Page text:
If you read Caplan's book, you'll see just how ignorant the general population truly is with regards to public policy.

Robert Paul Wolff said...

Sigh. It is discouraging, especially for someone who has soent half a century in the classroom.

Unknown said...

Even political economic modelers now have a game theory application that shows how policy makers may choose NOT to expand public education in order to maintain political control, even if education improves overall economic productivity.

We are observing now widespread cuts in public education in the U.S. and control over textbook language.

The alternative is expanded educational opportunities, which the new student loan program (embedded in the health care bill) can begin to address....AND create jobs in education!

But in arguing that this is all very rational from a certain political point of view, I risk sounding like a paranoid conspiracy theorist!


Robert Paul Wolff said...

Nobody ever doubted that it is easier to control people when you keep them stupid. But how do you talk to people who just do not understand the first thing about how the world works?

Unknown said...

One addresses ignorant people with prejudices, fears, superstitions, lusts, and hatreds....

What would Marcuse say? or WWMS...... :-)

Then just try to get them to vote for higher taxes to support more education!

Robert Paul Wolff said...

I am not sure Marcuse could have imagined the levels of sheer ignorance that seem to be abroad in the land.

george.w said...

I had a conversation this week in which the other person felt that cell phone usage might cause cancer. I told her there was no compelling scientific basis for her concern. She replied; "Well I don't know about that, but I just feel that it might be dangerous. It just isn't natural, talking to other people at a distance like that."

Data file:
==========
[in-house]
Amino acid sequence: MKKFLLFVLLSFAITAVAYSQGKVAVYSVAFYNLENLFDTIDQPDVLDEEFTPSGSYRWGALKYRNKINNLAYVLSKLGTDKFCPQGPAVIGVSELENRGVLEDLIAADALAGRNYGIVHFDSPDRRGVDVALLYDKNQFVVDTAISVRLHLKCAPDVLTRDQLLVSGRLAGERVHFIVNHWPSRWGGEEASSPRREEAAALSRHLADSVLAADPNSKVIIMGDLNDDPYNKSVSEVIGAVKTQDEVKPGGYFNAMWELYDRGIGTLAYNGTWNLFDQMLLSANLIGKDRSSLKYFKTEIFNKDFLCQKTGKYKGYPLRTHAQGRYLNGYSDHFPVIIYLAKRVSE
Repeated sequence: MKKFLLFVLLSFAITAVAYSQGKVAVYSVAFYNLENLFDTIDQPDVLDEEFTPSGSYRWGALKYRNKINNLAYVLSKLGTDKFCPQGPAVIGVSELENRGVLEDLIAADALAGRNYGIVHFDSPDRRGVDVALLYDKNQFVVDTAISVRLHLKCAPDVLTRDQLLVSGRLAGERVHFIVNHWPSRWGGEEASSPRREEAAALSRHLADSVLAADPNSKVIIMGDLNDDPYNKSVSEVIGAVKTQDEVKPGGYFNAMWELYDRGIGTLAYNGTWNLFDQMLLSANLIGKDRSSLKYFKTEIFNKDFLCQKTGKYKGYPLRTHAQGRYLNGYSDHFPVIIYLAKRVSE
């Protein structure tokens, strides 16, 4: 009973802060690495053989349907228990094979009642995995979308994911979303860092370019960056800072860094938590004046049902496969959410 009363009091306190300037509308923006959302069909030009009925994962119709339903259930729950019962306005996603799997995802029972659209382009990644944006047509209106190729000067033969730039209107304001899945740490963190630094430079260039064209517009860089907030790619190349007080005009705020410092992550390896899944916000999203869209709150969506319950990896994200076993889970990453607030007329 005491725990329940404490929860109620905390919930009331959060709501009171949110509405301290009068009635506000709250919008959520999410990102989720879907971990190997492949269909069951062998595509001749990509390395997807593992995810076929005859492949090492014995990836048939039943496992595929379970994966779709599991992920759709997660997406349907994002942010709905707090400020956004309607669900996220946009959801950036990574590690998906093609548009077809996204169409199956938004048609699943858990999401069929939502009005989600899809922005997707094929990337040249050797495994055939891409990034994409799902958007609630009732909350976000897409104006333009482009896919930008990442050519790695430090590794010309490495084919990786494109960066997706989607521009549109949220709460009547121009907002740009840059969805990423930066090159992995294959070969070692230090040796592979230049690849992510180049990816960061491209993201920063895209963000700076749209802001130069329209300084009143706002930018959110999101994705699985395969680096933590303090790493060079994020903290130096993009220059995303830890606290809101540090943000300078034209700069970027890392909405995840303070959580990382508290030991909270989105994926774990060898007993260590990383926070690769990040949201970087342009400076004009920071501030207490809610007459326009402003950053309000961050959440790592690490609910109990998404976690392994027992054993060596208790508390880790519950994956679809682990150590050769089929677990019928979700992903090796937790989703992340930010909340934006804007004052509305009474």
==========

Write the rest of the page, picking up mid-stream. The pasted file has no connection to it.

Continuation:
I could not get her to describe the distinction between a cell phone and a land line in that respect. Of course, there is the well-known mechanism by which using a cell phone while driving can prevent cancer - just not necessarily your own.

Robert Paul Wolff said...

George, what drives me nuts is not the fact that there are many things any given person does not understand. That is natural. It is the sheer lack of curiosity about the world. As Dawkins observed, if you think the earth goes around the sun in a month, does it never occur to you to wonder why the seasons cycle annually rather than monthly?

Daniel said...

I wonder if you have read Bernard Lonergan's Insight? The first 12 chapters deal exactly with what you are talking about in this post (after that he dives off into some very Jesuit metaphysics and reboots Thomas Aquinas' argument for the existence of god). It is very difficult reading, but well worth it. And this is coming from a hardcore atheist.

Lonergan's argument basically rests on the differences between theoretical knowledge (science) and common sense. The pragmatism of common sense gives it a bias against science and, in the general population, reduces its value. It results in a lack of critical analysis/thinking. He uses it as a reason to encourage studies in the impractical (and, of course, theology).

Robert Paul Wolff said...

Daniel, I do not know Lonergan's work at all, though I know his name. Do you have a reference?

Daniel said...

I don't have any references really. The only knowledge I have of his work comes from my reading of his work directly in school and at home.

The internet encyclopedia of philosophy has a very rough breakdown of him, but it includes work I haven't read.

Insight, however, is a great book on the process of cognition and gives a generalized method of how it fails us (from time to time). I've seen ideas of his pop up as new breakthroughs in psychology over the last couple years and found myself chuckling about how a philosopher in the 50s had already figured the stuff out.